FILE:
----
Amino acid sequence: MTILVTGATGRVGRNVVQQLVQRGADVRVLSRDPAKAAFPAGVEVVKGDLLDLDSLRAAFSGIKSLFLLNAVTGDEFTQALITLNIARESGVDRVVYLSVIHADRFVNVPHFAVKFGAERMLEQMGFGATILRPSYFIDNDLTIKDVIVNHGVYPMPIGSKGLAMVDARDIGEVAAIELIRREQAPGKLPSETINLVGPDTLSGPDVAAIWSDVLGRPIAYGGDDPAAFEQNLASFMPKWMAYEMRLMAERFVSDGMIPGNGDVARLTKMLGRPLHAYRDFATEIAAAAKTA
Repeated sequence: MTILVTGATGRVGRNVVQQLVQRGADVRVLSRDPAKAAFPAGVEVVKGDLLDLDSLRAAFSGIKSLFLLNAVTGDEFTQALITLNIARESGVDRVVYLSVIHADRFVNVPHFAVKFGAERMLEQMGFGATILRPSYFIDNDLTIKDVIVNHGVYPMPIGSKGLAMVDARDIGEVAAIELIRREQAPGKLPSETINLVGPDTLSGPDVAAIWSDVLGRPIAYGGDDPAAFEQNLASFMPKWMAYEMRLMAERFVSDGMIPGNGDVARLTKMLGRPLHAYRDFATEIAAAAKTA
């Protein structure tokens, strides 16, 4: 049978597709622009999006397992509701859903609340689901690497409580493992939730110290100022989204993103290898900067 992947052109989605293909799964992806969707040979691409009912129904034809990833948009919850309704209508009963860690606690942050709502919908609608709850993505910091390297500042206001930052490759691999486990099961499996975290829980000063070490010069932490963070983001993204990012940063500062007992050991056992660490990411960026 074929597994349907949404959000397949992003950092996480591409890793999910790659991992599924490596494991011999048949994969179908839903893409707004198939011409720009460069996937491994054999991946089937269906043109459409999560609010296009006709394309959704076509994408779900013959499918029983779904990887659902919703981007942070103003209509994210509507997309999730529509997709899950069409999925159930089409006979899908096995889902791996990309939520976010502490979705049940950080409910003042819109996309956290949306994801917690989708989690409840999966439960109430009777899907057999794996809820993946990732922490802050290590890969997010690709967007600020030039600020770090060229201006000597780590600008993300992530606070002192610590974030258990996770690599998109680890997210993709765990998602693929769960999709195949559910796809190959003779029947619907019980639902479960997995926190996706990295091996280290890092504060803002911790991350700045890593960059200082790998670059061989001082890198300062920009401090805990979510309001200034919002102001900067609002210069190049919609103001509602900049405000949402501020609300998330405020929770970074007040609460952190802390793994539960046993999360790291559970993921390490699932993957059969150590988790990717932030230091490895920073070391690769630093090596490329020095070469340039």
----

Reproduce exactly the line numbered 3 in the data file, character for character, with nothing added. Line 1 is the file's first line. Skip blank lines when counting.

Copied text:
């Protein structure tokens, strides 16, 4: 049978597709622009999006397992509701859903609340689901690497409580493992939730110290100022989204993103290898900067 992947052109989605293909799964992806969707040979691409009912129904034809990833948009919850309704209508009963860690606690942050709502919908609608709850993505910091390297500042206001930052490759691999486990099961499996975290829980000063070490010069932490963070983001993204990012940063500062007992050991056992660490990411960026 074929597994349907949404959000397949992003950092996480591409890793999910790659991992599924490596494991011999048949994969179908839903893409707004198939011409720009460069996937491994054999991946089937269906043109459409999560609010296009006709394309959704076509994408779900013959499918029983779904990887659902919703981007942070103003209509994210509507997309999730529509997709899950069409999925159930089409006979899908096995889902791996990309939520976010502490979705049940950080409910003042819109996309956290949306994801917690989708989690409840999966439960109430009777899907057999794996809820993946990732922490802050290590890969997010690709967007600020030039600020770090060229201006000597780590600008993300992530606070002192610590974030258990996770690599998109680890997210993709765990998602693929769960999709195949559910796809190959003779029947619907019980639902479960997995926190996706990295091996280290890092504060803002911790991350700045890593960059200082790998670059061989001082890198300062920009401090805990979510309001200034919002102001900067609002210069190049919609103001509602900049405000949402501020609300998330405020929770970074007040609460952190802390793994539960046993999360790291559970993921390490699932993957059969150590988790990717932030230091490895920073070391690769630093090596490329020095070469340039």